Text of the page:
Ice Rinks in London: What’s the Atmosphere Really Like?

We’ve long loved an annual whirl around Somerset House and, more recently, have missed the icy madness of Parliament Hill. …

We’ve long loved an annual whirl around Somerset House and, more recently, have missed the icy madness of Parliament Hill. Yup, the festive rink has swiftly become an iconic tradition of winters in present day London.

So at this year’s first opportunity for an icebound teetering bonanza, we headed down to the Natural History Museum, excited kids in tow.

The first thing to note is that being in charge of two under 5s on ice is a high stress business. An intense initial half-circuit of tears, screaming and slippery dramas later, we’d hastily sorted out a system of taking turns, and were then just about able to enjoy the simple pleasure of gliding around the rink basking in the golden tint of a crisp autumnal morning.


Virtually everyone is rubbish at ice skating. It’s a sport for which very few take any instruction before attempting, so the average rink is an amateur free-for-all. And there’s nothing like an unusual physical challenge to lay bare a few unbecoming traits in grown adults.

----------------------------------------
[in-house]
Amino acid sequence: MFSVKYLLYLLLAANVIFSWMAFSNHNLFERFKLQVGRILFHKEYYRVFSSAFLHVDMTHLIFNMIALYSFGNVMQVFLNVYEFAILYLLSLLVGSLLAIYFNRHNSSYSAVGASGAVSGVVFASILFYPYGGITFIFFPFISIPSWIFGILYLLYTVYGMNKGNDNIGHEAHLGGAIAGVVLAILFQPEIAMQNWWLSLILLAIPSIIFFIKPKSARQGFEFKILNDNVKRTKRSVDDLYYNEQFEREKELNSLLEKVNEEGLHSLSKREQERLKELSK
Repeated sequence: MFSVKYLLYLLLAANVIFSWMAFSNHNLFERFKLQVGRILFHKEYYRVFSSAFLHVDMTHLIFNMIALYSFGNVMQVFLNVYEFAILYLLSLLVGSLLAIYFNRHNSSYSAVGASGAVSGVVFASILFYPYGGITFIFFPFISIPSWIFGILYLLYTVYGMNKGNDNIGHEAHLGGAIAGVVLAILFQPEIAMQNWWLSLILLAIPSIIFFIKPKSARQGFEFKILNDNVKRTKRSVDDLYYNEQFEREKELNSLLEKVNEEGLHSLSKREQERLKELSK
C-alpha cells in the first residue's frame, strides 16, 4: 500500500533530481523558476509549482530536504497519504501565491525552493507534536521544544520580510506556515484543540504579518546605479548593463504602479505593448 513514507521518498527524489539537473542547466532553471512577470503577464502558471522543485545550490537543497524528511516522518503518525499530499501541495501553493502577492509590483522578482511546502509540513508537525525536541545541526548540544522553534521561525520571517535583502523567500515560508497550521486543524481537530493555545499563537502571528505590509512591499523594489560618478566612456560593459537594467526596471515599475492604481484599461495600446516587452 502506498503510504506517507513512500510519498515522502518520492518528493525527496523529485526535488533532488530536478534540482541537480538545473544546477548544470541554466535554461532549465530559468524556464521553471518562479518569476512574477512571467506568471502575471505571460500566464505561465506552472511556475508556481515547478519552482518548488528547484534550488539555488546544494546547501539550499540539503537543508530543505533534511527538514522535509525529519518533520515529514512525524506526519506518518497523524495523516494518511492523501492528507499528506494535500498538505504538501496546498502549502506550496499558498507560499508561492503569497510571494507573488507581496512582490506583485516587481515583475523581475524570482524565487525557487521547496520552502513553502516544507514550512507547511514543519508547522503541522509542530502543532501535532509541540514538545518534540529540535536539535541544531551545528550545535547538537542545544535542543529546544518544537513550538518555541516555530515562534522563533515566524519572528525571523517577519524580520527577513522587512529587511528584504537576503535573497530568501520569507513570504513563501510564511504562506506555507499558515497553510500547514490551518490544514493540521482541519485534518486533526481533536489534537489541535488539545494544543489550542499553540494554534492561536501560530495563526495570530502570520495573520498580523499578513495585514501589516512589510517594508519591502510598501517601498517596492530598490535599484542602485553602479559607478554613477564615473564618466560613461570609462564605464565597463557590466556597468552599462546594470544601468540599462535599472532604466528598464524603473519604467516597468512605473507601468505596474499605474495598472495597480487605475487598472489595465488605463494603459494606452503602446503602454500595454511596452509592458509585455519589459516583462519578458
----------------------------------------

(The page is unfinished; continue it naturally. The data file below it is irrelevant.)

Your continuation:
Pent-up frustrations, petty ego issues, reversion to childhood temper tantrums; all were highly evident around us. And yet they felt that bit more incongruous when set to a jolly seasonal soundtrack with a picture postcard backdrop.

‘Don’t you know there’s a children’s area,’ a well-dressed woman hissed at me through passive aggressive clenched teeth as she wobbled past on our inside lane.

The squeals from the 50% of skaters who were real children had now become mainly of delight, while the adults seemed to be descending further into performance-related bitterness and rink rage.

Soon my daughter and I came up upon a body, sprawled lifelessly on the hard ice. As she finally sat up and composed herself, the woman, probably in her late 50s, let out a tirade about the young girl who had ‘completely cut her up’.

We carefully pushed our penguin onwards past this charming scene to a more positive corner of the ice, the traffic already thinning out as the adults quit early, already fixated on a pre-midday mulled wine.

The little one’s rapid progress continued and the only remaining drama was at having to leave the ice when the session was over. But then there’s a strategically placed merry-go-round for just that purpose.

The organised chaos of London’s seasonal ice rinks is certainly a load of fun and you really will feel like a child again. Just be careful what direction that emotion takes.

Day and night skate sessions at the NHM until 6th Jan. Similar hours at other locations too. Early booking advised at all.

Words & pics: Tom Kihl

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